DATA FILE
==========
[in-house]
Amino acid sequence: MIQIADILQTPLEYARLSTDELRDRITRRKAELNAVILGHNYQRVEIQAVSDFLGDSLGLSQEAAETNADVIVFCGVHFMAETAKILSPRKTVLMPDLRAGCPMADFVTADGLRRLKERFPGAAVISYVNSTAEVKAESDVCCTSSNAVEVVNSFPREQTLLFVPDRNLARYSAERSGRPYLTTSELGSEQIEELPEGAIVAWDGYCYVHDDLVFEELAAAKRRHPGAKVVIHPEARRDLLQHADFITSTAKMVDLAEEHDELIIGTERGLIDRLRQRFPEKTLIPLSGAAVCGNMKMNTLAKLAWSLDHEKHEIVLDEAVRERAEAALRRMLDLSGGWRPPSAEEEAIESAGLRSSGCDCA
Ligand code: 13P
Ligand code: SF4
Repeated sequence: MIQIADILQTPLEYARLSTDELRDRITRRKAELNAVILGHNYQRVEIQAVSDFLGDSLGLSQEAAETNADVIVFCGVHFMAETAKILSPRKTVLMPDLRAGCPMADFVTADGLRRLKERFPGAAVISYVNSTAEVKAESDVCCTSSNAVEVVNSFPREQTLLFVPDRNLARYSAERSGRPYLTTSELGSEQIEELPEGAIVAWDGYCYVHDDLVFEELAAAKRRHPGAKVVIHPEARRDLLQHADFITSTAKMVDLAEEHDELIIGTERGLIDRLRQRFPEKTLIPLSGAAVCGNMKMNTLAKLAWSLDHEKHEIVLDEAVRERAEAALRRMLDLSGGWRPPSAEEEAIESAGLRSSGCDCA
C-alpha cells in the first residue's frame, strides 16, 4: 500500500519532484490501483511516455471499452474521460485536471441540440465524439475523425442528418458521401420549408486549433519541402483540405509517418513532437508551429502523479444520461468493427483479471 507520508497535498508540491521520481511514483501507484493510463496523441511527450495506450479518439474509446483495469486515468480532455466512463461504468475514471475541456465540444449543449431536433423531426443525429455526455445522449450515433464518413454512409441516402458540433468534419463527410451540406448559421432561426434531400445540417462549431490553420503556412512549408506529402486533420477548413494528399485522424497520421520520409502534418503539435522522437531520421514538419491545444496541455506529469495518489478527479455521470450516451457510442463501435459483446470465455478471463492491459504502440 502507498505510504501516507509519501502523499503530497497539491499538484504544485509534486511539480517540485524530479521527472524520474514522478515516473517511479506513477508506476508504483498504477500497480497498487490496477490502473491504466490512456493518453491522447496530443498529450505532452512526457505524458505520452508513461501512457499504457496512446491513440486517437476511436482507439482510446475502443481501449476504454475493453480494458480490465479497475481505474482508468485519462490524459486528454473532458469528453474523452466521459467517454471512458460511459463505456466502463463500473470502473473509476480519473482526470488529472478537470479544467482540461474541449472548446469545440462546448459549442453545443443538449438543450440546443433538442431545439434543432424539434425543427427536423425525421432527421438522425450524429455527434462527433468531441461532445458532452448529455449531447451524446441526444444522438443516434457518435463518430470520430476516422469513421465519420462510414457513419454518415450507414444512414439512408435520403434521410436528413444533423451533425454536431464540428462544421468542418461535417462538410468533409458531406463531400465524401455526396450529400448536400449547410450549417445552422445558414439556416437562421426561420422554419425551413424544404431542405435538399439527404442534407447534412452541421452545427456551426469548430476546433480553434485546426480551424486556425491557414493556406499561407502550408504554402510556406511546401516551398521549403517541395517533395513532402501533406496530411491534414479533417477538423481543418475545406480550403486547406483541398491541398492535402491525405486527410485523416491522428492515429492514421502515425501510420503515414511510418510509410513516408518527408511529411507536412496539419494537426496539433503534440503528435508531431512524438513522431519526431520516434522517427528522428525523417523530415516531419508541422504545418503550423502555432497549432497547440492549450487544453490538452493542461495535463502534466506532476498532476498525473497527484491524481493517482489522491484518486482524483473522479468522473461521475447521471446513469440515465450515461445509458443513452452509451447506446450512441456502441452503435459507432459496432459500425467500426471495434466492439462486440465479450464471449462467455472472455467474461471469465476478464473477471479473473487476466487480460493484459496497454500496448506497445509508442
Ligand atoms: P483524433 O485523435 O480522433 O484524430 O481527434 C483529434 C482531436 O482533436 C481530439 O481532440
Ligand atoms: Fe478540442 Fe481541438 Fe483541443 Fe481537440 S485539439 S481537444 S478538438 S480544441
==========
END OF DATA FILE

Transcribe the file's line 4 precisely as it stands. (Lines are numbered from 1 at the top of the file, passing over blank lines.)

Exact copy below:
Ligand code: SF4